38. Piero Dolara, et. al. “Local Anaesthetic, Antibacterial and Antifungal Properties of Sesquiterpenes from Myrrh.”
  39. Mark Barton Frank, et al., “Frankincense oil derived from Boswellia carteri induces tumor cell specific cytotoxicity.”
  40. Yingli Chen, Chunlan Zhou, Zhendan Ge, Yufa Liu, Yuming Liu, Weiyi Feng, Sen Li, Gouyou Chen, and Taimin Wei, “Composition and potential anticancer activities of essential oils obtained from myrrh and frankincense,” Oncology Letters vol 6 no 4 (October 2013): 1140, DOI: 10.3892/ol.2013.1520.
  41. Andy Newman, “Frankincense and Mirth: [Style Desk],” New York Times,Jul 17, 2008, Late Edition (East Coast), https://chipublib.idm.oclc.org/login?url=https://www-proquest-com.chipublib.idm.oclc.org/docview/433888893?accountid=303.
  42. A. Michie and E Cooper, “Frankincense and myrrh as remedies in children,” 604.
  43. “The Commission E Monographs,” American Botanical Council, October 15, 1987, http://cms.herbalgram.org/commissione/Monographs/Monograph0263.html?ts=1605903553&signature=9c37e9559ed53464680531ad3c39c036.
  44. PDR for Herbal Medicines, 353.
  45. “The Commission E Monographs,” American Botanical Council.
  46. Alan Keith Tillotson, et.al., The One Earth Herbal Sourcebook,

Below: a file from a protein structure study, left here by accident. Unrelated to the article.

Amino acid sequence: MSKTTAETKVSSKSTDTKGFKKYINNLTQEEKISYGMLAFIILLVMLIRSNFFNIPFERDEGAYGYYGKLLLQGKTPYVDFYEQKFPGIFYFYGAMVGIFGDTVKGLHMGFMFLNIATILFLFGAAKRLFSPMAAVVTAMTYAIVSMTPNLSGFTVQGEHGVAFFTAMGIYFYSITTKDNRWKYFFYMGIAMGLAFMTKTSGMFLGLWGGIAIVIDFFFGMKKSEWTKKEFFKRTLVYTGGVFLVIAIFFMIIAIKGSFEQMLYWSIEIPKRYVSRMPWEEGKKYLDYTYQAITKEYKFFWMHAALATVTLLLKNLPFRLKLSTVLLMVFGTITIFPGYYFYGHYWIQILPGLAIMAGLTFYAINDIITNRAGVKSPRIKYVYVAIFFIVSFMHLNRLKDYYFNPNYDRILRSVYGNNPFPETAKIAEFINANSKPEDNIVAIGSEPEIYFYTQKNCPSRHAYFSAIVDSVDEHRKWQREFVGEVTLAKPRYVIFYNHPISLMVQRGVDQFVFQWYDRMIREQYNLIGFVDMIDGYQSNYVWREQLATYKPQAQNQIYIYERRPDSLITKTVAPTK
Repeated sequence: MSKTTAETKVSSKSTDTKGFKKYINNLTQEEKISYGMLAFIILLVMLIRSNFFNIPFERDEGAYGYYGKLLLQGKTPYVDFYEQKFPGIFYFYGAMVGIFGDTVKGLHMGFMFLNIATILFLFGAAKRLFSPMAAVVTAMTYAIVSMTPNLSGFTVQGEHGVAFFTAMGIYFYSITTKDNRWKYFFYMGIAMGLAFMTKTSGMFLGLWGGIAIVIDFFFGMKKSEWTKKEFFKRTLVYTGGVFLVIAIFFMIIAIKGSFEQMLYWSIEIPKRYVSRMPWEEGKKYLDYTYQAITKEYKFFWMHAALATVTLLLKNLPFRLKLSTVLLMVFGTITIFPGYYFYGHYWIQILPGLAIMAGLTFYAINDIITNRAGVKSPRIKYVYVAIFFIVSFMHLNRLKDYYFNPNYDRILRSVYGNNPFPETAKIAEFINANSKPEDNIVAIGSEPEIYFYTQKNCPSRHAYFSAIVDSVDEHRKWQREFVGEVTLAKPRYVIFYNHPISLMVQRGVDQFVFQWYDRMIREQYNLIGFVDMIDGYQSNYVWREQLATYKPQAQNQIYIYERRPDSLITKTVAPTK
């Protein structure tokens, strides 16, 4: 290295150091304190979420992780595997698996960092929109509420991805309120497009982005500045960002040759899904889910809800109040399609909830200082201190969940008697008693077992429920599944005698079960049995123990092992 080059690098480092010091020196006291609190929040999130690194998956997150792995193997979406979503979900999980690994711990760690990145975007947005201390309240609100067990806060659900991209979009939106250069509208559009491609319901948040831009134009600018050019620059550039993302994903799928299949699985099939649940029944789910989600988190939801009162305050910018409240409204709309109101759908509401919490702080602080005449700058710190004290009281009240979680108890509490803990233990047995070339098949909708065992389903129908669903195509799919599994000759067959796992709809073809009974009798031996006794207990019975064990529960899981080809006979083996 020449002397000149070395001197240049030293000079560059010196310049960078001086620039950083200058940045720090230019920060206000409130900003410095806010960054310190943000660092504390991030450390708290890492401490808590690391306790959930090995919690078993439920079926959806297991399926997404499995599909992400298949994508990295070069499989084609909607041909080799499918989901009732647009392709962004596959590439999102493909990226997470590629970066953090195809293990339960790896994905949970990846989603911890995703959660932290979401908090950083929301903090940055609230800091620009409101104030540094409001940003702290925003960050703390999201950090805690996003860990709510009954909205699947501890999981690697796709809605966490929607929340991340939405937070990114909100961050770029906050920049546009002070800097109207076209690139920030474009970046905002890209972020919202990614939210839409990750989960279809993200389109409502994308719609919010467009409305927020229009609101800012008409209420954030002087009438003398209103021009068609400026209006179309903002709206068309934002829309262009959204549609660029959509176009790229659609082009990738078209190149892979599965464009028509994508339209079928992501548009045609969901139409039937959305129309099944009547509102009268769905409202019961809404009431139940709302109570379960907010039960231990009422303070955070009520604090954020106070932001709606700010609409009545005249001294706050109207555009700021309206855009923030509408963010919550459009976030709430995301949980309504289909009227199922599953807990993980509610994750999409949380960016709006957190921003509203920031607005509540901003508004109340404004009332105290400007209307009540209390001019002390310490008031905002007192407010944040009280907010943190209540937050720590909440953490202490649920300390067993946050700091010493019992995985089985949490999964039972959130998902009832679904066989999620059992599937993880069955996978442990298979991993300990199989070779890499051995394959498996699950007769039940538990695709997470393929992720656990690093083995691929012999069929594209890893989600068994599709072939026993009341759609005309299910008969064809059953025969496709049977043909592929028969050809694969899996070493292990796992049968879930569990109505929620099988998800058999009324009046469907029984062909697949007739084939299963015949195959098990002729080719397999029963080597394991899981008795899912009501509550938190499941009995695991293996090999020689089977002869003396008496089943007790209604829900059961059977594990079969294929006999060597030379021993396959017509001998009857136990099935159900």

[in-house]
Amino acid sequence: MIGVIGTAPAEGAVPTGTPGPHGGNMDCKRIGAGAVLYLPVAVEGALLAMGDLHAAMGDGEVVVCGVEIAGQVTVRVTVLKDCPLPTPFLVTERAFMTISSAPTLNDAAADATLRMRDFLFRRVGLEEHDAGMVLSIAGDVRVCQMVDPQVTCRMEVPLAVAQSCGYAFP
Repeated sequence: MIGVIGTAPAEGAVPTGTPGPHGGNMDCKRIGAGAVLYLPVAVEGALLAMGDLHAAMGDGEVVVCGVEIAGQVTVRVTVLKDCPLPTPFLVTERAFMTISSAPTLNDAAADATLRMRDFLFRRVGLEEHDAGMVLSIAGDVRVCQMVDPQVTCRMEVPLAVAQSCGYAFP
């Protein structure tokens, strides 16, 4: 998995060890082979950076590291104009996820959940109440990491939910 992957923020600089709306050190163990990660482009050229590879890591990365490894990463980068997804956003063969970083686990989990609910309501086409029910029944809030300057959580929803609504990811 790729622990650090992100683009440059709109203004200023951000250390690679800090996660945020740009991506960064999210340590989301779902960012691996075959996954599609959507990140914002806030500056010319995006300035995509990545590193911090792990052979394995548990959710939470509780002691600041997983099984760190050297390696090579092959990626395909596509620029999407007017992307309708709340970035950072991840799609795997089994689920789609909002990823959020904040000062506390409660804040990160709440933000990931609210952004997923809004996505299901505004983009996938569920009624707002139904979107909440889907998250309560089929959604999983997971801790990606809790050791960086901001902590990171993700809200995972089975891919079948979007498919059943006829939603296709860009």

47. “Commiphora myrrha (Nees) Engl.,” International Centre for Science and High Technology, Archived August 9, 2011, http://web.archive.org/web/20110809204252/http://portal.ics.trieste.it/MAPs/MedicinalPlants_Plant.aspx?id=599.
  48. Lumír O. Hanuša, et. al., “Myrrh – Commiphora Chemistry.”
  49. Patti Wigington, “The Magic of Myrrh.”
  50. A. Michie and E Cooper, “Frankincense and myrrh as remedies in children,” 604.

 

References

 


 

MARIEL TISHMA is Assistant Editor at Hektoen International. She has been published in Hektoen International,Bloodbond, Argot Magazine, Syntax and Salt, The Artifice, and Fickle Muses. She graduated from Columbia College Chicago with a BA in creative writing and a minor in biology. Learn more at marieltishma.com.